“Stay home, let’s play Smash Pillars,” Adagio repeated in poor imitation of Wallflower’s squeaky voice. “Forget your family, be a loser and sit around playing video games all day like me!”

She grinned cruelly at Wallflower’s flinch, wondering if this would bait their first argument. Adagio could use the release, and a wimp like Wallflower was easy prey.

But Wallflower didn’t rise to it, nor did she fall. Her expression recovered to a flat, even gaze before returning to the screen.

“You’re scared.”

“Whatever.” The temptation to saunter close enough to smack Wallflower with her curls was there, but Adagio didn’t dare risk them falling out of place.

She eyed a hand mirror on her way out the door, then down the elevator. Mascara, makeup, lipstick, all applied perfectly. Exiting the dorm proved the day unseasonably warm for November, and not at all windy. Good. She checked again on the sidewalk and bus – eye-shadow, teeth, and curls. Still perfect. She gave her whole outfit a once-over in front of Some Hipster Coffee Place, pulling out a few crumbs and stray hairs.

Eleven in the morning, on a Monday. As dead a time for a coffee shop as any, and that suited Adagio. No one inside but some teen behind the counter who honestly looked like he was on drugs.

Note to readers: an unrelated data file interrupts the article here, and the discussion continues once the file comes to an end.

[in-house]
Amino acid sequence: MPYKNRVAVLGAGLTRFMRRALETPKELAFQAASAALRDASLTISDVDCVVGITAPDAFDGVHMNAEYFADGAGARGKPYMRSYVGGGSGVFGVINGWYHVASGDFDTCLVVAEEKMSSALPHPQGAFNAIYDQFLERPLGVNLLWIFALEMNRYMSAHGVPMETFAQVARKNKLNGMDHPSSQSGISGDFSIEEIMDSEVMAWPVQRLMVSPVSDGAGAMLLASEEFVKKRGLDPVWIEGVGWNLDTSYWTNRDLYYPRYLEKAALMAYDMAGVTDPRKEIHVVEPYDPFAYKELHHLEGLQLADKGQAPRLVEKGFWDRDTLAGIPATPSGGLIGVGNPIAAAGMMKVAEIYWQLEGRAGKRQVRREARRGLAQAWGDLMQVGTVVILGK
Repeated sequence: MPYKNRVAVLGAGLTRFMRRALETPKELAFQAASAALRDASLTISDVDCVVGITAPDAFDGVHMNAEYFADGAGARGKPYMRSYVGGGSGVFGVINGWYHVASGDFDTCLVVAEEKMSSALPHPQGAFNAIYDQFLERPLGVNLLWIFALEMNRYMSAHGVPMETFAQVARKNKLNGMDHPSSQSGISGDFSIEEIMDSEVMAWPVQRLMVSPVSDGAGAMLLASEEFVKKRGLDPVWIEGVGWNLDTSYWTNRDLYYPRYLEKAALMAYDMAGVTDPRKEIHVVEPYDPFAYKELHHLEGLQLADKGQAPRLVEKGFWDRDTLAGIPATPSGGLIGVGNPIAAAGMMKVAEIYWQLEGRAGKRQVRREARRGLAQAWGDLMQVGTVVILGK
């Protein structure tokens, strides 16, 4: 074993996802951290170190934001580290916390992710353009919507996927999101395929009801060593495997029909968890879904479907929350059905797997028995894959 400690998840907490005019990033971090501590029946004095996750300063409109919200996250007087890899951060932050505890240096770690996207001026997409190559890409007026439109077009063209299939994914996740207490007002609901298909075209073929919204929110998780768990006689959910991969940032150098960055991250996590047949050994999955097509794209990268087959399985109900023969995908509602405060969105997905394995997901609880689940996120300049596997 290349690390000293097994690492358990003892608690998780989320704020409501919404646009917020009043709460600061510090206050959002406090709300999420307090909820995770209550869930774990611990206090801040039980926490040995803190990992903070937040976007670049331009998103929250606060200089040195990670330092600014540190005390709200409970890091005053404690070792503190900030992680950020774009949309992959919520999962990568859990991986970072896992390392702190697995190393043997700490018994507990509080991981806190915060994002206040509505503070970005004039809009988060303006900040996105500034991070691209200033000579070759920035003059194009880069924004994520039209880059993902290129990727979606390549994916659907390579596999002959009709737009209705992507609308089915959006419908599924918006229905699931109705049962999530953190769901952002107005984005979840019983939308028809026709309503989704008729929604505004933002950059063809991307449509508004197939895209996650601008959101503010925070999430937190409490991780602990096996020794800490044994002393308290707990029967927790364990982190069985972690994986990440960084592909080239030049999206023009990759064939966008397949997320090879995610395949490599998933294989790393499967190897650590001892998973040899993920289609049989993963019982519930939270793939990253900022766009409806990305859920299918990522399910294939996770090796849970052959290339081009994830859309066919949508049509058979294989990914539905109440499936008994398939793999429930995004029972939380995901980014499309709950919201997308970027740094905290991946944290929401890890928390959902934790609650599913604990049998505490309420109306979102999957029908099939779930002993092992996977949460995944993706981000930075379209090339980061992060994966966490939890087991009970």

...And a certain blue and purple duo. They sat by a round table in the center of the room and looked up as Adagio entered.

Synchronized, the pair grinned cruel, leering smiles. But that had always been their standard, and Adagio gave the same without a blink.

“Well, look what the cat dragged in,” Aria purred. She was always the least skilled of them at purring, but had definitely practiced since they parted ways.

Adagio took in the other’s garb, arching a perfectly-infuriating eyebrow. “Said the girl in ripped jeans and a sweater.”

“No makeup, either. Give us a break, it’s our time off.” Sonata stood and sashayed to the cashier, though threw an icy smile on her way. “Besides, we’re pop stars. Who do we need to impress?”

Two jabs in one sentence. Sonata had improved, too.

She went on, turning a sultry grin to the teen behind the counter. “What do you want? I’ll buy.”

“Not necessary,” Adagio said.

“My treat, I brought coupons.” Sonata waved her to a chair, eyes still on the cashier. “Give us a pumpkin spice for my beautiful leader.”